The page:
Why Tunisia’s Bardo has become a museum of the macabre

Visitors to the Bardo National Museum in Tunis have dwindled since the March 18, 2015, ISIL terrorist attack that killed 22 people. But Tom Westcott finds that guides are now weaving details of the traumatic event into their tours.

A tourist looks at a bullet hole in a sculpture casing at the Bardo National Museum in Tunis. Visitor numbers to the country have slumped since the attack on March 18 last year. Fethi Belaid / AFP.
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One year after ISIL terrorists attacked the Bardo National Museum in Tunis killing 22 people and leaving more than 50 injured, the museum’s huge, airy foyer is deserted. Once one of Tunis’s principal tourist attractions, the museum now attracts just a handful of visitors each day, mainly local students and the few independent tourists still travelling to a country where two terrorist attacks targeted westerners in the past year.

“There were 600 visitors here on the day of the attack,” says tour guide Rida. “Today, there have been maybe 18.”

Large tourist groups on day excursions from Mediterranean cruise ships were particularly lucrative for tour guides, but buses packed with visitors are now a thing of the past, he says, pointing to a huddle of six westerners admiring Roman mosaics – the only group so far that week.

Since the attack on March 18 last year claimed by ISIL, the tourist experience at the Bardo museum has changed. Guides have adapted their talks to accommodate visitors’ macabre interest in the event, weaving details of the shooting into Tunisia’s rich history on which the museum is founded. Terrorism has become part of the new tourism.

“Look here, these were the first shots fired inside the museum,” says tour guide Mohamed, pausing on the staircase that sweeps up to the second floor, boasting what he claims is one of the world’s largest collections of intricate Roman mosaics. The alcove behind a second century statue of Apollo is scarred by the haphazard path of AK-47 bullets.

He leads visitors among Phoenician artefacts surrounded by ornate Ottoman decorations, his voice echoing through the empty rooms. “Here on the upper floor, was the residence of the Bey [the Ottoman Empire’s Tunisian chief] and his wives,” he says. “Look at the many decorations and the chandeliers from Italy. The Ottomans were fascinated by Italian culture and civilisation.”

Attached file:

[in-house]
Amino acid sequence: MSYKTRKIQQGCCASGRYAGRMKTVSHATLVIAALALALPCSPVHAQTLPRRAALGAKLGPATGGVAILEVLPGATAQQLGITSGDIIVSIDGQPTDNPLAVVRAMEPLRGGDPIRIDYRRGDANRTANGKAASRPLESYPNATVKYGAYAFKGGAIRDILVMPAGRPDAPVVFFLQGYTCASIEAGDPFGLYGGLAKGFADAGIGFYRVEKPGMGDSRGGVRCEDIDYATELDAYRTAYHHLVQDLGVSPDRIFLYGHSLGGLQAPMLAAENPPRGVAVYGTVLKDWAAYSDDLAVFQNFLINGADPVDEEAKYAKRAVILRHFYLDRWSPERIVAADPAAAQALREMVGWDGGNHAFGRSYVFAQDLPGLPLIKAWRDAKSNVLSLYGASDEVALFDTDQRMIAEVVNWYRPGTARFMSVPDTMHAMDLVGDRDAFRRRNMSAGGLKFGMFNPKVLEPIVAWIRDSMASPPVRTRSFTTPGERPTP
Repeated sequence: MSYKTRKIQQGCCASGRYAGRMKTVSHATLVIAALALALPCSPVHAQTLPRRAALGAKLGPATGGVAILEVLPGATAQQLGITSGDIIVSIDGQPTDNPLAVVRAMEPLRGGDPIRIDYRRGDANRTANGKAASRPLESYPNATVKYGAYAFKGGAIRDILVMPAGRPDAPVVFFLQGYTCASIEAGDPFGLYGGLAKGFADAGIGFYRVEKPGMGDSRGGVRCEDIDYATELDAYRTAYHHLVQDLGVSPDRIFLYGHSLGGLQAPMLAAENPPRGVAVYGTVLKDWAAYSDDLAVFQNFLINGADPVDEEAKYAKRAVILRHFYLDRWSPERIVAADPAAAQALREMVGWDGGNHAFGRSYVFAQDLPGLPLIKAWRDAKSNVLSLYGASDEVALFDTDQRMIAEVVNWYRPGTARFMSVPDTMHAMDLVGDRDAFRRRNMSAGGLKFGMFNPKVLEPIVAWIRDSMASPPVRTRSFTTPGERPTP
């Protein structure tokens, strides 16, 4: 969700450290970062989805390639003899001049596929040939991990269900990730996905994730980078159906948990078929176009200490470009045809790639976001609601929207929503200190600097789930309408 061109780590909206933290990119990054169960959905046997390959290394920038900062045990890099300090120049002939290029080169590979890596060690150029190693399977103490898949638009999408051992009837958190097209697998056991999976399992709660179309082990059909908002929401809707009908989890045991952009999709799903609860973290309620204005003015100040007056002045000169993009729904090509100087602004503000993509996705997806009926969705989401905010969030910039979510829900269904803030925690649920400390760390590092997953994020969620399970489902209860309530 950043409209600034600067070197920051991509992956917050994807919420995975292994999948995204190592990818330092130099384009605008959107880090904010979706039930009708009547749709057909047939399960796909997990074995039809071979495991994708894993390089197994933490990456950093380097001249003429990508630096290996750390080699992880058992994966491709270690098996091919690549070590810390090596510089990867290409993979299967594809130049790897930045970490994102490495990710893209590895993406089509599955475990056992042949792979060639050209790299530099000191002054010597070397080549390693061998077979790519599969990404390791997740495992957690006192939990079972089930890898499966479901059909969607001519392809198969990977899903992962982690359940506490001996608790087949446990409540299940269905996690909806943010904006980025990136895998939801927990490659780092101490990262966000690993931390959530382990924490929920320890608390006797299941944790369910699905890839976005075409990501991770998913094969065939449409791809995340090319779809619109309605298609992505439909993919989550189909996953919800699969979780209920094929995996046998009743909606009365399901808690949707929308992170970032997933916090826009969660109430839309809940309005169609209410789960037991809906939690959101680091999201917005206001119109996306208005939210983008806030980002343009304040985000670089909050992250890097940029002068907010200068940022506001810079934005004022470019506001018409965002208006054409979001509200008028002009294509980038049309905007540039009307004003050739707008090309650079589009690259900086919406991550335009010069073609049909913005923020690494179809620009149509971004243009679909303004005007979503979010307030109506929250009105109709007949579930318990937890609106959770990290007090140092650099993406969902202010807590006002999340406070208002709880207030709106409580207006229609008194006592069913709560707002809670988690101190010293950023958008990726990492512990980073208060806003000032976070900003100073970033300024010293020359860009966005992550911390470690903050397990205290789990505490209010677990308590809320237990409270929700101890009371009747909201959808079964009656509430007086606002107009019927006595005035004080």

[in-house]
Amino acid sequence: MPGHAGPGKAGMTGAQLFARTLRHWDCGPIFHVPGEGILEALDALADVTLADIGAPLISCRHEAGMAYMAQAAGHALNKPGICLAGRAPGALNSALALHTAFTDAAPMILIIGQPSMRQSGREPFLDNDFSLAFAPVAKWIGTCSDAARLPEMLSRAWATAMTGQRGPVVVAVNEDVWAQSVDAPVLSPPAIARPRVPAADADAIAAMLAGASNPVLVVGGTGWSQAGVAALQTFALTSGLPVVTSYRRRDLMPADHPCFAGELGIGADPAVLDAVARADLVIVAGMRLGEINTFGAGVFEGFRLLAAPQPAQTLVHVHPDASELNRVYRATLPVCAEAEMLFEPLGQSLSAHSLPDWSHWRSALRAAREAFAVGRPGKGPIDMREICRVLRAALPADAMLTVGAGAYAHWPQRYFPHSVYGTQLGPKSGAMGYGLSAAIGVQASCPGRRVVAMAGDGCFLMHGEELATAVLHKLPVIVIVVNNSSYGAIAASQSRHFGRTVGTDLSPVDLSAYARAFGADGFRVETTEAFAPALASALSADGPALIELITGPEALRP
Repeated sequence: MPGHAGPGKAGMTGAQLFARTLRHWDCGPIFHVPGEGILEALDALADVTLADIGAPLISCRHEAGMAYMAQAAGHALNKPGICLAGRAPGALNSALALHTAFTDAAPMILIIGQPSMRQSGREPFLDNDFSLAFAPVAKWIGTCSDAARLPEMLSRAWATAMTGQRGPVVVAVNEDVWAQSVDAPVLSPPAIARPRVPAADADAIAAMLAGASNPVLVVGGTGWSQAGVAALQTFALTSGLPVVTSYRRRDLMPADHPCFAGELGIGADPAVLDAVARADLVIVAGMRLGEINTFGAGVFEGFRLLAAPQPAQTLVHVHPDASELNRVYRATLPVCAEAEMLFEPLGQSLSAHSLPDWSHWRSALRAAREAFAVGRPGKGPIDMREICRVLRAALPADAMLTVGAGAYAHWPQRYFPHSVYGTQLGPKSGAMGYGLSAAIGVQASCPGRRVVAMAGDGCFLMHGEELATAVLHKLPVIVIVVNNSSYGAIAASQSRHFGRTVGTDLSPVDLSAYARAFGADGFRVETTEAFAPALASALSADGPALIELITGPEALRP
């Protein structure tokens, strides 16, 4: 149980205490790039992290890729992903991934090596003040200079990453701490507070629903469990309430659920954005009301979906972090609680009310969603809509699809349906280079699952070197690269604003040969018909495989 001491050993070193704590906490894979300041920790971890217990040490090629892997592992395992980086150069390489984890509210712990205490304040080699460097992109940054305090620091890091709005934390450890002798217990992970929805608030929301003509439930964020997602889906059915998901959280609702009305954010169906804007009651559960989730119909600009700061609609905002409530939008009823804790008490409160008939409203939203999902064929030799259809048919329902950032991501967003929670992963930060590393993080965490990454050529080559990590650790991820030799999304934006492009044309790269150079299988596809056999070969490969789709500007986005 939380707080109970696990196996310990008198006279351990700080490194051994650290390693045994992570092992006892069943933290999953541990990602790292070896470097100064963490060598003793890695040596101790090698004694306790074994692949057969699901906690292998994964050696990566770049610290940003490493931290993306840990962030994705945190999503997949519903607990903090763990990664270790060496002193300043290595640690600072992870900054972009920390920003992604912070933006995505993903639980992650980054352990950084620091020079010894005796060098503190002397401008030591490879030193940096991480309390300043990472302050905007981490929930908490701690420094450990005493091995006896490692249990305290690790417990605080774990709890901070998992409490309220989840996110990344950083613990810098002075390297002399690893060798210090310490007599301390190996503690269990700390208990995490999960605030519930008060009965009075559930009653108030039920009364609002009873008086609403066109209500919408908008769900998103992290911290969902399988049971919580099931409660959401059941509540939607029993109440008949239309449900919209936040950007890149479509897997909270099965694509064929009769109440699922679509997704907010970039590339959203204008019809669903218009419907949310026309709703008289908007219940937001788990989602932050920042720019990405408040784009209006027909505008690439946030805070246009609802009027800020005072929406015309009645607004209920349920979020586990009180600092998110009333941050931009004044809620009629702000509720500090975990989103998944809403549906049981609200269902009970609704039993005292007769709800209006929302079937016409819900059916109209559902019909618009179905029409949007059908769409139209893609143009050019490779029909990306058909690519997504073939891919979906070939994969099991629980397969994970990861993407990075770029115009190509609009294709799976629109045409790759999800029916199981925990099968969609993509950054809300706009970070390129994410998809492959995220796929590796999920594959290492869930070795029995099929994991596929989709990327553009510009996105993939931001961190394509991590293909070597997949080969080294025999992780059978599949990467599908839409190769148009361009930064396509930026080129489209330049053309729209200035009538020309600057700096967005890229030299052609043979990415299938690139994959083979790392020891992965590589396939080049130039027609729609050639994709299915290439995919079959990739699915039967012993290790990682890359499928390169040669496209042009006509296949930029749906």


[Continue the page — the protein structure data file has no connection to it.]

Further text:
Mohamed’s timbre changes as he steps into the innermost part of the palace, once reserved for the Bey’s harem. “The terrorists shot many people here, in the Bey’s favourite rooms, which he kept for his wives,” Mohamed explains. “It was always the most popular part of the museum and, on that day, it was packed full of people.”

There are traces of gunfire everywhere – in wooden frames, windows, tiled walls and the still-shattered glass exhibition cases.

“The attackers looked like they were on drugs, when we watched the camera footage afterwards,” Mohamed says. “They were walking strangely and shooting everywhere, shooting randomly, shooting like they didn’t know how to kill people.”

Each guide has his own style and approach. Rida is animated about the attack, pointing out every bullet hole, saying: “Ah, but you must see the exit holes. The bullet goes in small but it causes much bigger damage on the way out.”

And parts of his spiel are not for the faint-hearted. “Here is where the three Japanese tourists were shot, in one of the harem bedrooms,” he explains, pointing out five bullet holes in the farthest wall.

“Look carefully here, you can still see traces of the bloodstains.”

One of the bedrooms remains closed. In the thick dust coating its empty exhibition cases, visitors have written messages of sympathy and remembrance. Some are in Japanese. Another simply reads: “RIP to all.”

Mohamed says the museum authorities have decided, for the moment, not to repair the bullet holes in the walls and exhibition cases. “We have left the damage like this because the incident is part of the museum’s history now. Even Tunisians were very shocked by what happened and we need people to see the atrocity of the attack, not hide it.”

The situation for the museum, like the whole tourist industry upon which Tunisia has heavily relied to shore up its modest economy, is dire. Half-completed renovations and a planned new extension have been shelved – perhaps viewed as a pointless expense when there are so few visitors.

At the end of the tour, Mohamed walks visitors to the door, past new security systems installed after the attack, to where a mosaic plaque lists the names of those who died. Nearby, two elderly men hawk silver-plated jewellery to any visitor leaving the museum, grateful for the cheapest purchase.

“Even a year after the attack, the situation is the same. There are only very small numbers of visitors coming to the museum,” Mohamed says. “Even though Tunisia is quite secure, the big problem now is Libya, and foreigners are afraid to come here because of the war in our neighbouring country.”

He claims that, if Libya became more stable and secure, tourists would start to return. But sporadic incidents in Tunisia continue, with an ISIL attack near the Libyan border on March 7, which left 55 dead.

Although Tunisia is still praised internationally as the success story of the Arab Spring, for those whose livelihoods rely on tourism, the situation has never been worse.

Tom Westcott is a freelance journalist who reports from North Africa.